Gallery ShopBlogPhoto AlbumsClaysMistakesBuild / FireNekoLinks / ContactBook

Firing Log

ancient kiln | 21st century logbook

November 6, 2009

Building and Firing a Steve Harrison Throat Kiln (Overview)

Filed under: Firing,Kiln,non-anagama,non-anagama,Pieces,sound & video — odin @ 9:44 am

For a while now, I have been thinking about building a smaller wood fired kiln — one which I could fire alone in a short time.  I love firing the anagama, but it requires a large amount of preparation and a large block of time to fire.  It isn’t the sort of kiln where I can think “Hmmm … I feel like firing this weekend”, and then just go for it.  Preparing to fire the anagama is huge undertaking, and I’m not only talking about wood or pottery.  There is a huge list of little things that must be done as a firing approaches and a person can really run ragged trying to do everything.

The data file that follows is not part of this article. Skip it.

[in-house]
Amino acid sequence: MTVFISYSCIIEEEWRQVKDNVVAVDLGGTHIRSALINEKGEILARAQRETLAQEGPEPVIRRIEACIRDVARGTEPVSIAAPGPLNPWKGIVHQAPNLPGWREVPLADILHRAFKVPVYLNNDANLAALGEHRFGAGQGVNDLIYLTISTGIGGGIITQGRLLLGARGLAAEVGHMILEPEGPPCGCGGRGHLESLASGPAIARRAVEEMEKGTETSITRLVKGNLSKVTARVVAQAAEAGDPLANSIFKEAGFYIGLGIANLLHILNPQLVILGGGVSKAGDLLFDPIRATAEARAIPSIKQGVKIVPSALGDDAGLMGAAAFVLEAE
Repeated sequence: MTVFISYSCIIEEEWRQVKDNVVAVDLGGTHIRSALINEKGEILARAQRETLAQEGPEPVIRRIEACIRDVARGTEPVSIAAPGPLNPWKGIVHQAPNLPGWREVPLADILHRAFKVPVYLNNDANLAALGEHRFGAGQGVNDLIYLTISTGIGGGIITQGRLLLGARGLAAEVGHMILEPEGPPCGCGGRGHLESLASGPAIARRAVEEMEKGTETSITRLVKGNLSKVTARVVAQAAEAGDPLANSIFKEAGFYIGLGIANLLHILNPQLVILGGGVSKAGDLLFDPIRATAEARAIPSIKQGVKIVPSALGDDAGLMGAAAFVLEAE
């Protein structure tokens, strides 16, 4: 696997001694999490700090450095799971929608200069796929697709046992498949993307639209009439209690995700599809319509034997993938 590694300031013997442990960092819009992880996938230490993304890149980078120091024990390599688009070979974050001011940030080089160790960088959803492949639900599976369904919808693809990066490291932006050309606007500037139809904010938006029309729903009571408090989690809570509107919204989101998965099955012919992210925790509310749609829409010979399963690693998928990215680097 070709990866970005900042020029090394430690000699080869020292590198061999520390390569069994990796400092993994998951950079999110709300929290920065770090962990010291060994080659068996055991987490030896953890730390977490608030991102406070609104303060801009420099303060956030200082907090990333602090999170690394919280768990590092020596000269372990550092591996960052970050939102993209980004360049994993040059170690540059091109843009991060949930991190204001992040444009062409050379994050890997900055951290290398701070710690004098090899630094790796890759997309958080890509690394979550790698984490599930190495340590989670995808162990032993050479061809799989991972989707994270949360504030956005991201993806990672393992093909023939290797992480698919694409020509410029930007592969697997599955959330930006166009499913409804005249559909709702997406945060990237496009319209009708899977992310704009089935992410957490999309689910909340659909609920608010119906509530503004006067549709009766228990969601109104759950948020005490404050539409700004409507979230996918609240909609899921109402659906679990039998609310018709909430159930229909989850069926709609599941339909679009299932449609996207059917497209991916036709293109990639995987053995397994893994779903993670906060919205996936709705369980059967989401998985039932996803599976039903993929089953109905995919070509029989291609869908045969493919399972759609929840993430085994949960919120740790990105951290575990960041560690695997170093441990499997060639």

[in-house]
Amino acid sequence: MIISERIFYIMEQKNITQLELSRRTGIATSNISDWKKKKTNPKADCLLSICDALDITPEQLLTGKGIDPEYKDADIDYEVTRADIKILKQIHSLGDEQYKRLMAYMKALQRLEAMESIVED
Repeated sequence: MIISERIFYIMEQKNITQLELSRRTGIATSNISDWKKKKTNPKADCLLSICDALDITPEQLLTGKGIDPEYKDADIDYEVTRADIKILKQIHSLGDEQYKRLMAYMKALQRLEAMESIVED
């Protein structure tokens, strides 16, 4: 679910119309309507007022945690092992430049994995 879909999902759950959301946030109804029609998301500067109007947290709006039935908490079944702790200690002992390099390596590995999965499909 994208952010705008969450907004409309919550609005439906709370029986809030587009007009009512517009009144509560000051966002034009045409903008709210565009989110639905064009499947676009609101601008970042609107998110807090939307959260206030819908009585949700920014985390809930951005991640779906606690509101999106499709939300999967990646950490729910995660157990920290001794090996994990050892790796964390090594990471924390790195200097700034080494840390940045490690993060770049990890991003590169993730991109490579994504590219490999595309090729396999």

Aside from the work, firing the anagama is expensive.  Just the wood itself is a significant expense.  For example, I’ll usually burn 2.5 – 3 cords of firewood (@ $200/cord) and two cords of millends (@ $125/cord), plus use about $75 worth of propane.  Then there are lost minerals — every firing uses a decent amount of fireclay and grog in wadding (I’m guessing about $20 for wadding).  Other consumables include welding gloves (I go through three pair per firing: another $40), I easily lose five firebricks per firing at $2.50 each (and I have to Canada to get them): another $12.50.  It seems I buy a kiln shelf every other firing at about $35 each, so $17.50 per firing in shelves.  Without much effort, we’re talking about a cost per firing of approximately $1000, not including clay to make the pieces or food to eat during the firing if, as with me, you don’t live where the kiln sits.